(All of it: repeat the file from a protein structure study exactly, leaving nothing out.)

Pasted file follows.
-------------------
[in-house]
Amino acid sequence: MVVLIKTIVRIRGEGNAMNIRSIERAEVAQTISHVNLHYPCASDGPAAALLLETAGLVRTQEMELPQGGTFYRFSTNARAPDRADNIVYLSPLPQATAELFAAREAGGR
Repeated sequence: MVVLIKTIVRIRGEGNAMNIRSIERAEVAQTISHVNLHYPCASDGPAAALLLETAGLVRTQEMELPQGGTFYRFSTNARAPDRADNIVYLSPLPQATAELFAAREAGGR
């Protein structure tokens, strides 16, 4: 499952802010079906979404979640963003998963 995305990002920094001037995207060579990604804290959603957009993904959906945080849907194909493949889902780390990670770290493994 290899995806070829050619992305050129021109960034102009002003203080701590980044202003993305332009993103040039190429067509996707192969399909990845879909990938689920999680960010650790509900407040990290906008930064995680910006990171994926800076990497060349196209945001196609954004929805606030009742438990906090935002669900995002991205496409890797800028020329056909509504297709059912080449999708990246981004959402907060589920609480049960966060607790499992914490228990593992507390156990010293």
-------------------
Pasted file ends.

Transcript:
[in-house]
Amino acid sequence: MVVLIKTIVRIRGEGNAMNIRSIERAEVAQTISHVNLHYPCASDGPAAALLLETAGLVRTQEMELPQGGTFYRFSTNARAPDRADNIVYLSPLPQATAELFAAREAGGR
Repeated sequence: MVVLIKTIVRIRGEGNAMNIRSIERAEVAQTISHVNLHYPCASDGPAAALLLETAGLVRTQEMELPQGGTFYRFSTNARAPDRADNIVYLSPLPQATAELFAAREAGGR
């Protein structure tokens, strides 16, 4: 499952802010079906979404979640963003998963 995305990002920094001037995207060579990604804290959603957009993904959906945080849907194909493949889902780390990670770290493994 290899995806070829050619992305050129021109960034102009002003203080701590980044202003993305332009993103040039190429067509996707192969399909990845879909990938689920999680960010650790509900407040990290906008930064995680910006990171994926800076990497060349196209945001196609954004929805606030009742438990906090935002669900995002991205496409890797800028020329056909509504297709059912080449999708990246981004959402907060589920609480049960966060607790499992914490228990593992507390156990010293």